Jun 23, 2011

10 Days and 10 Grams - Playing in Leaves with Silver Metal Clay

Summer Leaf Collection by York Avenue Studio
When the price of Silver shot up, it seemed like my chances to work with Silver Art Clay were shot, too.  I’d just begun building techniques and skills working with precious metal clay and enjoyed making jewelry with fine silver to the point that it was my focus for future designs.  The price hike certainly busted my big plans, but I have been fortunate enough to still have the chance to work with fine silver, just on a much smaller scale.
First thin layer on leaves

With only 10 grams of fresh clay, I decided to try a technique of painting leaves and for 10 days I have had the pleasure to work with metal clay, enjoy the process of creating fine silver pieces, stretch my design skills to include a pendant with a hinge and just truly enjoy the entire time.  I have some amazing new pieces of jewelry and I am writing this post to reveal the photos of the projects and the stories behind the scenes.

10 grams of silver metal clay is not much, about the same amount as one stick of gum.  I used half the package as slip by adding water and thinning the clay until I could paint with it.  I scouted around my yard for tiny leaves that had nice shape and texture, picturing what they would look like as silver.  I selected a Violet leaf, three tiny Maple leaves and an Elm leaf.  They were small and I figured each leaf would require about 1 gram of silver, give or take.

Thicker layers with some curling as they dried
The technique for using real leaves with metal clay is basic, just paint thin layers and let them dry.  Fire them and finish, voila!  But, along the way, chatting with other metal clay artists, I discovered so many different methods and variations to the process, each idea or tip added even more possible outcomes and results!  It is amazing how each artist interprets the layering and resolves little issues along the way.  My Etsy team, Metal Clay Heads, had so many helpful suggestions and photos of their own leaf projects!  It was like having them by my side along the way, super great members with tons of experience to share.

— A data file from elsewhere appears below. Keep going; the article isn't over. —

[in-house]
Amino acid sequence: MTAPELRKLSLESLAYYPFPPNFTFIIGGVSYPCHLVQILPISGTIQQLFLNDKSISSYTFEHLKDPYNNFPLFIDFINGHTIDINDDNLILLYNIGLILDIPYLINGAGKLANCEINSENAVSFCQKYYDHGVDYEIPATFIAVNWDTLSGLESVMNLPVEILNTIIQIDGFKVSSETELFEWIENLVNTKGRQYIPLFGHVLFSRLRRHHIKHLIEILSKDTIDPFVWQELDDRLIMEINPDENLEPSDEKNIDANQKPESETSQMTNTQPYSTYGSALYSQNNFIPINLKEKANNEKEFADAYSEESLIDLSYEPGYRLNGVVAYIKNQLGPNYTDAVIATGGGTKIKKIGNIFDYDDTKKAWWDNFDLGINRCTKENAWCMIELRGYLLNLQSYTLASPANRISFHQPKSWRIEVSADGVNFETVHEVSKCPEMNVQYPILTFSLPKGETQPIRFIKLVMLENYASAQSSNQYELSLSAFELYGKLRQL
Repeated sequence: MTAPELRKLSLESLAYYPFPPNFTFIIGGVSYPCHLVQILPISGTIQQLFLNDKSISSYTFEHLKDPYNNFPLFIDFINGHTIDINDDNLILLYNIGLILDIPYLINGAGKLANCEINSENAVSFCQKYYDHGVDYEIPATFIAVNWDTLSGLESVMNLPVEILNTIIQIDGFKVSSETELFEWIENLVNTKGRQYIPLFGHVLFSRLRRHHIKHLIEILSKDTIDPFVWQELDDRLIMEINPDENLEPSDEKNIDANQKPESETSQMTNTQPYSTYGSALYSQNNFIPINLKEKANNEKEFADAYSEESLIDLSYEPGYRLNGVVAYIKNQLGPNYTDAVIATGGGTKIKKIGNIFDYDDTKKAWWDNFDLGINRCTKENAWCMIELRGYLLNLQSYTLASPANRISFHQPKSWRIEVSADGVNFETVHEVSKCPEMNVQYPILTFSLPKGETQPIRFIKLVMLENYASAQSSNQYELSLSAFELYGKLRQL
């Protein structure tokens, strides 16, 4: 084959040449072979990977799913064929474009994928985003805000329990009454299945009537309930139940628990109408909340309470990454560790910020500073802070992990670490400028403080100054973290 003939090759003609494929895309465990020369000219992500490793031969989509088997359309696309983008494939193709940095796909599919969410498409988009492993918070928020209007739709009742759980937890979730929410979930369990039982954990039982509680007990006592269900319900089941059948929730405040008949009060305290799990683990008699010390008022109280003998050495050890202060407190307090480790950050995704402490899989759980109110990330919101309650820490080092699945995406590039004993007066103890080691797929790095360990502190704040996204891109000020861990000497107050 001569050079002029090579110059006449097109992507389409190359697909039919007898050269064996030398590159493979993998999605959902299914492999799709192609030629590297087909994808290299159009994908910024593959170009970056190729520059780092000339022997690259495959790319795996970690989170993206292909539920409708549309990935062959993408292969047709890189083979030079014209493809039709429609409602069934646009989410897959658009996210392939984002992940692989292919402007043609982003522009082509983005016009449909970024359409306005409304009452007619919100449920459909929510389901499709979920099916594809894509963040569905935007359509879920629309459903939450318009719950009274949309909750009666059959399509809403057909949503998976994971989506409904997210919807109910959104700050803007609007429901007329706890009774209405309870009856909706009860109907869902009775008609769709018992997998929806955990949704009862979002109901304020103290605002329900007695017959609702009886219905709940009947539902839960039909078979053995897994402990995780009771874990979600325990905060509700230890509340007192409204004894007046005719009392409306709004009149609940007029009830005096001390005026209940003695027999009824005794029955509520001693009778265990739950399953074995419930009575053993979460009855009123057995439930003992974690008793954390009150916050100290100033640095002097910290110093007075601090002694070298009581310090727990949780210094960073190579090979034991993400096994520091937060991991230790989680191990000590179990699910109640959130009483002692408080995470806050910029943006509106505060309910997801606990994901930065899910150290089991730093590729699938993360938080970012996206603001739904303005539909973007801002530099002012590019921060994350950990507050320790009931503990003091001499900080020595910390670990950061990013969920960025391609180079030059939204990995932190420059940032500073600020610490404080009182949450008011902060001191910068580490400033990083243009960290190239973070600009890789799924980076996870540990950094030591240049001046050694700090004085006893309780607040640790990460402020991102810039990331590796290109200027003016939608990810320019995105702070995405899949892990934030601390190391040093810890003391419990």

I started with thin layers, then progressed to thicker paste-like layers.  As the layers became thicker, the leaves began to curl as they dried.  For my projects, this was a good thing.  But I was given a few tips that would help for keeping the leaves flat, if that is what I was hoping for.  There are also many ways to keep the leaves from sliding around or blowing away, and more tips on how to manage the silver that leaked under to the front of the leaf.  Great ideas that I have tucked away for future use!

The first leaf that was thick enough to fire was the little Violet leaf.  I layered my logo cutout on the back, dry clay to dry clay, using slip.  Once dried, I torch fired it and was thrilled to see the result!
I already had a design in mind for this leaf and make a bail with fresh clay, added a genuine Peridot gemstone and carved some leaf, stick and berry accents.  I fired the second time, did some finishing, used some Liver of Sulphur patina gel and was thrilled with the final piece!

Fine Silver Leaf with Peridot by York Avenue Studio
Fine Silver Leaf with Peridot - Back - York Avenue Studio
The next leaves ready were the tiny Maple leaves.  I had a design in mind for the upcoming Metal Clay Heads Team Challenge, which is to use the technique of a working hinge and the theme is Magical or Mysterious.  I put a lot of thought into this tiny pendant and with big expectations that I would have success, I carefully worked on the details and was thrilled that the planning worked out well!

Here is the big reveal with descriptions:

Tiny Secret Fine Silver Maple Leaf by York Avenue Studio

Tiny Secret Fine Silver Maple Leaf by York Avenue Studio

Tiny Secret Fine Silver Maple Leaf by York Avenue Studio

Tiny Secret Fine Silver Maple Leaf by York Avenue Studio

Tiny Secret Fine Silver Maple Leaf by York Avenue Studio

Tiny Secret Fine Silver Maple Leaf by York Avenue Studio
Along the way, the Elm leaf project went south, and I plopped the leaf back into the slip jar to reuse the clay.  But, I picked some fresh Bella Donna leaves and made them into gorgeous little earrings!

Fine Silver Bella Donna Leaf Earrings by York Avenue Studio
I would highly recommend trying some leaves with metal clay for anyone who is just starting out or for anyone who is stuck without any inspiration for a time.  Making leaves is so rewarding and without fussing over the detail or shape, just letting nature be the “mold”, the result will be beautiful detailed pieces of jewelry for charms, earrings, pendants, etc.  The added bonus is that just a little clay goes a long way!

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